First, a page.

Lora DiCarlo founder Lora Haddock has written an open-letter calling the CES snub an act of gender bias, instead of an act against sex toys altogether. To focus on women’s pleasure, from a social, cultural, technological perspective is a recent endeavour. The investment in men’s pleasure is in our history books, there is thorough academic and scientific research — women cannot compete with what has only just become available for them.
“There’s definitely sexist discrimination which limits the industry’s progress” – Ruby Stevenson
Ruby Stevenson, a sexual health and wellbeing therapist who works for sexual health charity The Brook, believes the lack of education is why technology for women is on the backfoot. “There continues to be uncertainty about the basics of female sexual anatomy,” Stevenson tells Dazed. “It still baffles me that the information we have about female ejaculation is so ambiguous. This is all down to a lack of funding for scientific research in the field, so it makes sense that there’s definitely sexist discrimination which limits the industry’s progress”. The disapproval of Lora DiCarlo’s Osé, then, is not surprising; if anything it’s boring.
What’s surfaced from the #CESgenderbias are more questions regarding women, technology and recognising all our abilities: sexual and otherwise. Are the problems centred around sexism behind women working in technology or anything regarding women’s desires? The answers that have come out of this dispute have clearly shown the problem is frankly around both.
In Haddock’s letter appealing the public to speak out about the gender bias, she asserts that only one out of 100 CES Best of Innovation Award winners were female-founded. Arguing that if the centre of technology, a supposedly future-facing organisation, isn’t reflecting the actual future of tech, any ‘innovation’ continues to be imbalanced. And if there’s no space or representation for women, that most likely means prospective technological changes are not thinking of women of colour, those who are from an LGBTQIA and non-binary background, people with disabilities and frankly, a different perspective from what’s already in the market.
In the last half decade, there’s been some pretty exciting, imaginative, smart innovations in female pleasure-based tech. Sex toy creators have brought out interchangeable, personalised vibrators, toys that mimic ejaculation and even wearable tech. Radical companies like Unbound are making the sex toy experience more accessible than ever, with Instagram-worthy products that don’t look like penises, an antidote to society’s ‘misogynist framework of self-pleasure’. The Hello Touch X by Jimmy Jane is a pioneering non-penetrative device that, with tiny pads attached to your hands, brings electronic stimulation to tactile foreplay, while the Lelo Ora2 is another example of future-facing oral-like toys. The Vibease is one of the first successful smart devices that you can control with a smartphone. Women of Sex Tech is a worldwide organisation of artists, creators, engineers and educators leading the way in updating sex toys and the wider industry, and other creators like Francesca Cross, the founder of disability-inclusive online sex shop Pleasure Garden, are pushing to create more space for marginalised people who want to enjoy sex.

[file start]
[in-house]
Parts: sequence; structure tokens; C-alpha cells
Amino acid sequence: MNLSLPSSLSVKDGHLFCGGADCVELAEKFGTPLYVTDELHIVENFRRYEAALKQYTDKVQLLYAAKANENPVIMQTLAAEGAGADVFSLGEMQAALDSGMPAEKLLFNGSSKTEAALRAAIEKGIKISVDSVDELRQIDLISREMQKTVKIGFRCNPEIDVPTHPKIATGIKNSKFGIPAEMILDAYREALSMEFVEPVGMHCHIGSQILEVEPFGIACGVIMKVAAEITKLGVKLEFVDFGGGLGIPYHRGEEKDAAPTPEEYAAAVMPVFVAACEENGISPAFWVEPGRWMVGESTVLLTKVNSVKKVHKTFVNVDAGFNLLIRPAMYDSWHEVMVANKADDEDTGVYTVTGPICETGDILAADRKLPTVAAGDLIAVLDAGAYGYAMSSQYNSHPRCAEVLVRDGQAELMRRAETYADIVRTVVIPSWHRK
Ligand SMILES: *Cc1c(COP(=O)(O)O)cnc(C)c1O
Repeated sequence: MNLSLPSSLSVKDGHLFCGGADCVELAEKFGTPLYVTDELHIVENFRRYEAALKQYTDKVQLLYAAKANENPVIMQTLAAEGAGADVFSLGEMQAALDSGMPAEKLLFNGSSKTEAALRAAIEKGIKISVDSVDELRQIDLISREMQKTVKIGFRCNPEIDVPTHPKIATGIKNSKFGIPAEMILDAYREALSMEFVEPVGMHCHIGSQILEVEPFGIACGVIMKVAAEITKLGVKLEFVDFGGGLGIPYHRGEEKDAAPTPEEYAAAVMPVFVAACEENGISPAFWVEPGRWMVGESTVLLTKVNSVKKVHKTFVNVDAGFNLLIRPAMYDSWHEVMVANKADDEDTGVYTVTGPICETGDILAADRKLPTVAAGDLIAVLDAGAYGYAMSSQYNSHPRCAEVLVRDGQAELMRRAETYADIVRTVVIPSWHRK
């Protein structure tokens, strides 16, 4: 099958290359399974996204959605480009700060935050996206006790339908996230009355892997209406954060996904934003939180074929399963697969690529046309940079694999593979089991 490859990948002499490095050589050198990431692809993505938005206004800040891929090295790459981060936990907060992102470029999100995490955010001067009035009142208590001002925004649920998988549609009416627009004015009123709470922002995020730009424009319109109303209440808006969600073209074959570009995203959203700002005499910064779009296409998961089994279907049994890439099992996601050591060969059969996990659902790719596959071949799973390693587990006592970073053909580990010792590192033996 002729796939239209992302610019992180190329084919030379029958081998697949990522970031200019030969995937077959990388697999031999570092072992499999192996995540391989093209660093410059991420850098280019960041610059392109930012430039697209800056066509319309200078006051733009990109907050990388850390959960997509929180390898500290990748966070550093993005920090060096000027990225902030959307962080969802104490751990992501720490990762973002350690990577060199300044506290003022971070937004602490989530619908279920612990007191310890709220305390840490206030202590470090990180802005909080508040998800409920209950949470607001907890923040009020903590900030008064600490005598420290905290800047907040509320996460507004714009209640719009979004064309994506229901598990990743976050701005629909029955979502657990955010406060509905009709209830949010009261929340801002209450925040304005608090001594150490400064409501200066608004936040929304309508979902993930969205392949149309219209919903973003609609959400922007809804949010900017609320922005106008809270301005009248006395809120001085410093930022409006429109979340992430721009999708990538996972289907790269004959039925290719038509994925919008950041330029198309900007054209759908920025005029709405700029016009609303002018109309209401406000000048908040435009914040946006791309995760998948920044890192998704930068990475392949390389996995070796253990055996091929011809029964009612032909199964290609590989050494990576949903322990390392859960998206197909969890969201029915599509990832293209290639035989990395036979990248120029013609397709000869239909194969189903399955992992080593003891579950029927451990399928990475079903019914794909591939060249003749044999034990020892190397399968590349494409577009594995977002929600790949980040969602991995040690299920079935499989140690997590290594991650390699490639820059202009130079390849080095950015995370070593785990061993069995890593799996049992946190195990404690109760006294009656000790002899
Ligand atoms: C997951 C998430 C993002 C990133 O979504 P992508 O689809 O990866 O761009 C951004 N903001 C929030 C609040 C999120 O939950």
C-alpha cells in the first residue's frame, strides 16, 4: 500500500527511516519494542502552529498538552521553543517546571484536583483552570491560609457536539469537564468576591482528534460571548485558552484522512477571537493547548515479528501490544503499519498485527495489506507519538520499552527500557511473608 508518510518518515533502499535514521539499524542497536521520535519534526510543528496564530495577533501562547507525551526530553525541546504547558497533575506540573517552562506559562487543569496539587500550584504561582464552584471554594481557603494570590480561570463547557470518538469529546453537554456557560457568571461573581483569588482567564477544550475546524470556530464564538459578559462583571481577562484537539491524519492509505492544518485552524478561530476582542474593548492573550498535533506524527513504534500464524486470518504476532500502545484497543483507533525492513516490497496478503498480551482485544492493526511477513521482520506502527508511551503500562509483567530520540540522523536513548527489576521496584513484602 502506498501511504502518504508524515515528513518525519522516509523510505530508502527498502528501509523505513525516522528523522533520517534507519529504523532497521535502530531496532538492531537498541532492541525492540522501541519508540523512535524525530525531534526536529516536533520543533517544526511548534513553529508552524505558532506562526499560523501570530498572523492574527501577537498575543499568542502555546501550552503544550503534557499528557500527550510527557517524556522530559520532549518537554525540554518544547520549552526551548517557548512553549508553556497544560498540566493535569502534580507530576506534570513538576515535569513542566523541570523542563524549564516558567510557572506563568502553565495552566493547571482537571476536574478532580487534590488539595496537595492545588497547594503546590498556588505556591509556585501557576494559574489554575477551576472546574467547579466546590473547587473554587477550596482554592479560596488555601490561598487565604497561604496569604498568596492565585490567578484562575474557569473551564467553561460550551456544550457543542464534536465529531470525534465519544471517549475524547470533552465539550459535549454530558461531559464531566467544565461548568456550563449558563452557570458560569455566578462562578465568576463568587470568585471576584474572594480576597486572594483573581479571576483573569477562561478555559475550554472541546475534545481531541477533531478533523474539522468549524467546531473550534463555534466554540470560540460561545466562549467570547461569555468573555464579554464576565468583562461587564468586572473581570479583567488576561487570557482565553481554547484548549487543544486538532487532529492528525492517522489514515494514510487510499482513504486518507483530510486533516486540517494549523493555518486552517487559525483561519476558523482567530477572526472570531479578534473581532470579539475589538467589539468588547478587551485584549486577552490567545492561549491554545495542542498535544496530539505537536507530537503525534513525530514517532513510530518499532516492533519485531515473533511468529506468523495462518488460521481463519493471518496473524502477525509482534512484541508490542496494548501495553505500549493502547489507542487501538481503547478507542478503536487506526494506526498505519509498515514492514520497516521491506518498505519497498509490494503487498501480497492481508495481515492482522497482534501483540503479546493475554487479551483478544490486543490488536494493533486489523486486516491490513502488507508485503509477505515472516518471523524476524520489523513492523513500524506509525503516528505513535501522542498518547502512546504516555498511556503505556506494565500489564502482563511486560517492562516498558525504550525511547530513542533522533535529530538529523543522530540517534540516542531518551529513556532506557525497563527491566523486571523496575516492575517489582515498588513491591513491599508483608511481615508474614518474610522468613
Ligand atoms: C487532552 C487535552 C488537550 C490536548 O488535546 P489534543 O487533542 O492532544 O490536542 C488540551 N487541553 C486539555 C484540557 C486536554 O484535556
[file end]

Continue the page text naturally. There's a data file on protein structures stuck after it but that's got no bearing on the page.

Thinking about the future of female pleasure, Stevenson says real progress will come about through wider education, and where information and support is easily accessible for all. “Pleasure-focused relationship and sex education (should be) taught from a young age to empower people of all genders to embrace their sexuality,” she affirms. Chang argues that for technology to move ahead, or even with the times, modern tech companies and spaces like the Consumer Electronics Show have to recognise masturbation and women’s pleasure are a part of a woman’s health and wellness. “I think it’s less about what tech for pleasure looks like per se but we need to reexamine our relationship with our bodies to give our selves permission to touch, love, and play with ourselves,” says Chang. “All the sex robots or widgets are not going to change much if we believe pleasure is shameful and taboo.”